As any good geek would know, playing Dungeons & Dragons as a kid and collecting comic books are just part of the backdrop. While I delved into the former as a youth, the latter was my younger brother David’s realm of expertise. But if he thought the plastic sleeves stayed on his precious collection, he is sorely mistaken. Sorely.
So, he’d leave for a few hours, and I’d sneak into his room to find out the latest on everyone from the Punisher to the X-Men, no doubt smearing pizza cheese and the like throughout the pages and, in essence, killing their resale value.
But c’mon now, who’s really interested in the original June 1938 Action Comics No. 1 anyway?
Since then super hero movies have been more prevalent than flicks that rip off TV shows and remakes of remakes are all the rage, but which ones save the day?
Stand aside citizens! This looks like a job for Movie Geek! Now where are my neon green spandex biking shorts?
What? I can’t find my wallet.
“Superman” (1978) vs. “Superman Returns” (2006) The late Christopher Reeve had more charisma and charm as a stumbling, bumbling Clark Kent than pretty boy Brandon Routh had as a pseudo Superman. That said, the ‘78 version wins by a tall building, and, might I add, in a single bound. The plots of both are fairly saccharine but there is very little spark in Routh that makes you want to cheer him on. He teams up with a Lois Lame Kate Bosworth, who at times seems so skinny — in the right lighting — you can actually see through her. Margot Kidder was much more believable as a hardened news hound in that she looks like she just woke up on the wrong side of the world, downed a cup of cold coffee and chain-smoked five cigarettes to start the day. Both Kevin Spacey and Gene Hackman play a fine, follicly-challenged Lex Luthor but the fact that the latter has Ned “Pig Boy” Beatty as a sidekick gives the the ‘78 movie another nod. Mmmm. Bacon. Neither version, however, raises the question as to just what caliber of journalists are employed at the Daily Planet. I mean, the only difference between Clark Kent and Superman (aside from the blue tights, cape, and a gigantic “S” — so we all don’t forget he’s super) is a slightly different hairstyle and glasses. Where the hell are Woodward and Bernstein when you need them?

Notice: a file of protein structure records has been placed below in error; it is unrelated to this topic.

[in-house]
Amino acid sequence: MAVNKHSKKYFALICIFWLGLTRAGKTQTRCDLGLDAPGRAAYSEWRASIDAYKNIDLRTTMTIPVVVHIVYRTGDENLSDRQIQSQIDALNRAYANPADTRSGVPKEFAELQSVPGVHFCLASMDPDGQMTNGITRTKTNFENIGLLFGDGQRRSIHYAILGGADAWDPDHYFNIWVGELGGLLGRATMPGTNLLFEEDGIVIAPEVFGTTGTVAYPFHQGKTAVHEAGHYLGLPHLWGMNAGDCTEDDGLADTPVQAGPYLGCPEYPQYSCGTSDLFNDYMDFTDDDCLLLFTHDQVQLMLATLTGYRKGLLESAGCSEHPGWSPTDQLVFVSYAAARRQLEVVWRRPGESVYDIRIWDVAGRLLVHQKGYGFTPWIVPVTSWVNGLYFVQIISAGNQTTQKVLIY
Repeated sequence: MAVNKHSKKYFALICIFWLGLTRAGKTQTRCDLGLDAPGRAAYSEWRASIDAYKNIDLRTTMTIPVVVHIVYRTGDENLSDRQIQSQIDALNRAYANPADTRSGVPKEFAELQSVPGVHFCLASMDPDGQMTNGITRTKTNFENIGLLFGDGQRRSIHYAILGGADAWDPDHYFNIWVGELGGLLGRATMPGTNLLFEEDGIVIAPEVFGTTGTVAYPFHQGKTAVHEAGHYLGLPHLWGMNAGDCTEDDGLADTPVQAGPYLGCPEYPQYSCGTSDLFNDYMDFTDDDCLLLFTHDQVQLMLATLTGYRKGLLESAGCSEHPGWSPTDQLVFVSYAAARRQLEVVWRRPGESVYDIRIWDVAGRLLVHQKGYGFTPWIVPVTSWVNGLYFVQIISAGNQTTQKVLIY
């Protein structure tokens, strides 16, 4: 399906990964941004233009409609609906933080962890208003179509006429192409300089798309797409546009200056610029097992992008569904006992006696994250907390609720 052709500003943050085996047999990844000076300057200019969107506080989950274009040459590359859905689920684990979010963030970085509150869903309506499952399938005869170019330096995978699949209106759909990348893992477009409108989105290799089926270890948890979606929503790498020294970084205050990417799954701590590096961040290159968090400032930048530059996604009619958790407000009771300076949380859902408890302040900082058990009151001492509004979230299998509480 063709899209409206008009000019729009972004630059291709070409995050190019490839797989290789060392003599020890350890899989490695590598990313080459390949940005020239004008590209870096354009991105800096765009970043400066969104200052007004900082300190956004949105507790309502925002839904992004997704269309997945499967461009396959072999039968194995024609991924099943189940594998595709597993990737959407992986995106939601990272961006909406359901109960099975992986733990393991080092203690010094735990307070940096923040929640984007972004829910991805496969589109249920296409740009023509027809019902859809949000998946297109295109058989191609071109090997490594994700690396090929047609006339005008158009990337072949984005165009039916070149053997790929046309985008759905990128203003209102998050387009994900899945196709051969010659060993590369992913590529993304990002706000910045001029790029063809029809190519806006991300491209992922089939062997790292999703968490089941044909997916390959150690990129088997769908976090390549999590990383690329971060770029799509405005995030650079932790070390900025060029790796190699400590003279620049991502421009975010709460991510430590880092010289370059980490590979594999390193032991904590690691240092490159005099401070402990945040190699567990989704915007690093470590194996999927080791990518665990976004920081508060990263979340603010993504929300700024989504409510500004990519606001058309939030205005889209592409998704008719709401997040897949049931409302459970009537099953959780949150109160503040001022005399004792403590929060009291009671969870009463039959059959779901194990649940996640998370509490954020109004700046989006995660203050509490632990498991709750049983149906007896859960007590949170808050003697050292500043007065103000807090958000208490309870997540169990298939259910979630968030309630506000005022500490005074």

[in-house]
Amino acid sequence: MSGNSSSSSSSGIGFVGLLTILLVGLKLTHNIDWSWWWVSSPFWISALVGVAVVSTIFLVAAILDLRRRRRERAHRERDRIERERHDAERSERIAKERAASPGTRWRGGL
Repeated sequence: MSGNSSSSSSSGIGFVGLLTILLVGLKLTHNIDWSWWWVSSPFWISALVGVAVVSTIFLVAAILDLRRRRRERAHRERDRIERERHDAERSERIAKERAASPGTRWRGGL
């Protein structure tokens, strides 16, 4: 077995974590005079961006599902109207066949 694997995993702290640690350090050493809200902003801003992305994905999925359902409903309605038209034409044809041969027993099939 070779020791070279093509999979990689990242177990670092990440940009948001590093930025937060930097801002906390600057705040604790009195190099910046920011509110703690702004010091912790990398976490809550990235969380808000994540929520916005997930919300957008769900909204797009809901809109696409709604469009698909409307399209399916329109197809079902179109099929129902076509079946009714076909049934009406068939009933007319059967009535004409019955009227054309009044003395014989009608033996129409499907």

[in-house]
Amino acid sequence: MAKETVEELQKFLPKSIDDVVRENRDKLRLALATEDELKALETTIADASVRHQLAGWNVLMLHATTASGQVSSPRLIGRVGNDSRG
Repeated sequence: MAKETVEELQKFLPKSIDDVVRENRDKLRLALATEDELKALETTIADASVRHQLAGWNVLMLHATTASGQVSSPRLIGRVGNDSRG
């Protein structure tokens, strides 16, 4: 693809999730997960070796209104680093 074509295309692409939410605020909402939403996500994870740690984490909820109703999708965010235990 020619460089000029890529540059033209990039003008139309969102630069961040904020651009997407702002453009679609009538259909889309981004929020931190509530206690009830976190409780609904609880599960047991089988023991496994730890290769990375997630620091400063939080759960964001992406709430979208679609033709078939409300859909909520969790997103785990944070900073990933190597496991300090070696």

“Batman” (1989) vs. “Batman Begins” (2005) The battle of the titans, great actors, great scripts and excellent direction. Folks were shocked when Michael “Mr. Mom” Keaton was announced to play the Caped Crusader. And despite the hype to the contrary, he was fairly flat in the role, especially when faced with the genius of Jack Nicholson’s Joker. Director Tim Burton, who likely picked a drunken Keaton up off the 1988 set of “Beetle Juice” and shoe-horned him into a pair of black tights, succeeded in creating a vision of Gotham that made the Seattle skyline about as interesting as an Iowa cornfield. Unfortunately, the original genius soon became shrouded by a string of sequels so ridiculous they will likely have Batman creator Bob Kane turning in his grave for the foreseeable future. And possibly the unforeseeable future. Possibly even longer.
In 2005, the curse of the bat was lifted as director Christopher Nolan pit Christian Bale against evil doer Liam Neeson. Nolan filled in the plot holes and problems left in the “franchise’s” wake to create a superior, darker version which pushes aside the Adam West/Burt Ward-style glitz that was reanimated in ‘89, and embraces the shadows of this complex tale.
One thing is for certain, when Nolan’s “Dark Knight” hits the screen next year he’s going to need one heck of a fine Joker. Wonder what Cesar Romero’s up to? Dead too? Boy, that’s a blow. Because any guy who refuses to shave his mustache whilst taking the role of a killer clown is surely a force to be reckoned with. How Adam West bested the “Latin from Manhattan” time and time again, I’ll never know.
Speaking of the 1966 “Batman: The Movie,” it’s a brilliant mix of bad acting, tilted camera angles and plenty of “Bops,” “Bams,” and “Kabooms” for fans of the TV series.
There’s a great promo shot for the tour de force in which Burgess Meredith (Penguin), Romero, Frank Gorshin (Riddler), and Lee Meriwether (Catwoman) are all wearing burglar masks.
Brilliant. I mean, imagine a grown man dressed like a garish green and purple clown, a man in green tights with pink accents and question marks all over it, a guy in a tux who talks and waddles like an umbrella toting bird from Antarctica and a woman in a form-fitting black outfit with cat ears rob the Gotham bank, kidnap an heiress and hijack a train …
The Boy Wonder to hapless cop: “Holy crime sprees, who did these dastardly deeds?”
Cop: “I dunno, I think it was the Joker, the Riddler, the Penguin and Catwoman, but with those masks, I can’t confirm it.”
Batman: “Diabolical. There’s only one place to find the answers to the questions we have. One place only to uncover the hidden identities of these fiendish fellons. To the Batlab!”
And that’s all the time we have for this week…
Does Batman smell?! Will Robin lay an egg?! Will the Batmobile lose its wheel?! Will the Joker get away?! Tune in next week, when Movie Geek tackles this with a (yes, yes, no, yes answer) in addition to battles of Spider-Man vs. The Hulk and X-Men vs. The Fantastic Four, and any other super movies that pop into mind from now until then.